Maafa 21

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Maafa 21
Directed by Mark Crutcher
Produced by Life Dynamics
Release dates June 15, 2009
Running time approx. 137 mins
Country United States

Maafa 21: Black Genocide in 21st Century America is an anti-abortion documentary film made in 2009 by pro-life activist Mark Crutcher.[1][2] The film, which has been enthusiastically received by anti-abortion activists, argues that the modern-day prevalence of abortion among African Americans is rooted in an attempted black genocide or maafa of black people. It alleges that the eugenics movement that targeted African Americans in the 19th and 20th centuries formed the basis for the creation of the American Birth Control League (now Planned Parenthood) by Margaret Sanger and the abortion-rights movement of the 20th and 21st centuries. Historian Esther Katz, director of NYU's Margaret Sanger Papers Project, along with other observers, has stated that this is an incorrect depiction of Sanger's views and works.[3]

Synopsis[edit]

The title comes from the Swahili term "maafa," which means tragedy or disaster and is used to describe the centuries of global oppression of African people during slavery, apartheid and colonial rule, while the number "21" refers to an alleged maafa in the 21st century (though beginning in the 19th), which the film says is the disproportionately high rate of abortion among African Americans.[4][5] The film states that abortion has reduced the Black population in the United States by 25 percent. It discusses some of Planned Parenthood's origins (formerly the American Birth Control League), attributing to it a "150-year-old goal of exterminating the black population." It attacks Margaret Sanger, along with other birth control advocates, as a racist eugenicist. The film features Alveda King, niece of Martin Luther King, Jr., who claims that Sanger targeted black people.[2][6]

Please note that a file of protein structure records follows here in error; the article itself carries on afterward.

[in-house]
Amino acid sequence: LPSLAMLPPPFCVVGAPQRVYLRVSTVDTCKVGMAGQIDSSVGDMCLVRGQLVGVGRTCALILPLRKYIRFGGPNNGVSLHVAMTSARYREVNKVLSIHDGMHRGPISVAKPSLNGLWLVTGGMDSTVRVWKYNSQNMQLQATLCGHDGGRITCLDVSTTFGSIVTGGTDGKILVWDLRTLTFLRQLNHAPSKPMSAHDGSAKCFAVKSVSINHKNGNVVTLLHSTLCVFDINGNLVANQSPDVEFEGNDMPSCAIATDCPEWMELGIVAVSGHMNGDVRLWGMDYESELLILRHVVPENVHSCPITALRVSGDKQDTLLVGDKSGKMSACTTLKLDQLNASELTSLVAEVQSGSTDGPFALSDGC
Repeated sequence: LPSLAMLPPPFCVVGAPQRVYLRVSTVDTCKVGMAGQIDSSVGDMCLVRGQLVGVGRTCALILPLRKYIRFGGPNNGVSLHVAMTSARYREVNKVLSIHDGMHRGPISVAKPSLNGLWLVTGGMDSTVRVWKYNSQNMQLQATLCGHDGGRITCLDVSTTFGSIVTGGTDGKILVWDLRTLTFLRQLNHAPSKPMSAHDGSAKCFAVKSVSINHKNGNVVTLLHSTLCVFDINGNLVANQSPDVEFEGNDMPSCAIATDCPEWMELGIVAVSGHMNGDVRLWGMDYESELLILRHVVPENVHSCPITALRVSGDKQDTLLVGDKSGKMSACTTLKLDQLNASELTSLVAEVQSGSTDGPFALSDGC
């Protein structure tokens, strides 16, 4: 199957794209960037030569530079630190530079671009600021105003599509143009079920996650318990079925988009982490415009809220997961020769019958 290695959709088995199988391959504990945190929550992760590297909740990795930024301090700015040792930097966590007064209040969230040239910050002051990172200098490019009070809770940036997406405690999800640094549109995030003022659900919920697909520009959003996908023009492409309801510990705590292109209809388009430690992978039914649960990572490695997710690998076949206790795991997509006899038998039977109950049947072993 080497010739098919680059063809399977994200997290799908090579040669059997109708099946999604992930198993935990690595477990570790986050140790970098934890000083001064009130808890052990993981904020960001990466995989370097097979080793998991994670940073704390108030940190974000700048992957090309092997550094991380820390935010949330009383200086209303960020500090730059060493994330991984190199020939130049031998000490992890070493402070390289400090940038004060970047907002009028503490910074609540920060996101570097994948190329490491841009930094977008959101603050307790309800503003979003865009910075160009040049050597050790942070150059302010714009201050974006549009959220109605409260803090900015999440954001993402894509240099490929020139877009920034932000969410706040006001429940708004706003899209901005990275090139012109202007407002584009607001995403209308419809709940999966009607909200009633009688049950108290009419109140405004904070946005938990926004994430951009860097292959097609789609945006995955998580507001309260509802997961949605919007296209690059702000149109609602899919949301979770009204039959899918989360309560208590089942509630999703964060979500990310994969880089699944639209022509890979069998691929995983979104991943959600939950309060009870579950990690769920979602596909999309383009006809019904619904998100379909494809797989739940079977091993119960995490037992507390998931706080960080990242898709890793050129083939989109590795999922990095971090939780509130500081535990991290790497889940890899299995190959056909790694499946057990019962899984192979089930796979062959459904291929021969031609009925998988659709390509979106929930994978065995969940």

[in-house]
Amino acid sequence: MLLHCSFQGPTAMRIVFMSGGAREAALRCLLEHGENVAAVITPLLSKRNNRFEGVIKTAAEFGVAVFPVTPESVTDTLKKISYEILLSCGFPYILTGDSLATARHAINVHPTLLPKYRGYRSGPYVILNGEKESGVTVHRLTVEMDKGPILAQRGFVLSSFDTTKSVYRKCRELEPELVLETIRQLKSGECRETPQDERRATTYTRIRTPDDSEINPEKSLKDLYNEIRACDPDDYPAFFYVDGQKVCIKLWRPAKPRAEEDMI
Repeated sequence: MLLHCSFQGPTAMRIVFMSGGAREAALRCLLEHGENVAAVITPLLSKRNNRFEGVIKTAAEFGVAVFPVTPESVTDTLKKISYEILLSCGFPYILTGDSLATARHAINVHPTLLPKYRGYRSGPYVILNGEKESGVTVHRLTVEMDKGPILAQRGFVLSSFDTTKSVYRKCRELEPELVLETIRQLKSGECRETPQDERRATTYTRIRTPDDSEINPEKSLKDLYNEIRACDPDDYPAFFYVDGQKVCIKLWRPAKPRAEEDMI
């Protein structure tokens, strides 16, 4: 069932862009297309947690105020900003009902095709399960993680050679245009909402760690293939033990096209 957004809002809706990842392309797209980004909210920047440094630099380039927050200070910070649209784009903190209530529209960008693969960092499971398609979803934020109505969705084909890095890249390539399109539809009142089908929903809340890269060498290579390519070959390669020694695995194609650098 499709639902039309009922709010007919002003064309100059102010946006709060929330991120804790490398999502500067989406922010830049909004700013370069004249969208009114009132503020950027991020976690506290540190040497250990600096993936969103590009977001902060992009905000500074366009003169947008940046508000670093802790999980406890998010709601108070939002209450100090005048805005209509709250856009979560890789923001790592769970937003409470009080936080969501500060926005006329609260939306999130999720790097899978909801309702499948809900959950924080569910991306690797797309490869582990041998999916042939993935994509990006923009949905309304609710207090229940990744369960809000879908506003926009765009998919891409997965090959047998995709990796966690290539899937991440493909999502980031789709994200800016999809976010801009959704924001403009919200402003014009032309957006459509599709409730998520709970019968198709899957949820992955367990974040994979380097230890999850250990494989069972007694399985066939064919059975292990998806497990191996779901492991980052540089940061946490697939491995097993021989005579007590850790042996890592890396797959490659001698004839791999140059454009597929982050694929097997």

Release and screenings[edit]

The film was released on June 15, 2009, and the premiere screening was held on June 18, 2009, on the eve of Juneteenth, at the United States Capitol Visitor Center.

Reception[edit]

Anti-abortion reviewers have generally embraced the film, while other reviewers have often criticized its attribution of racist views to family planning activists and its claims that attempt to link family planning to genocide.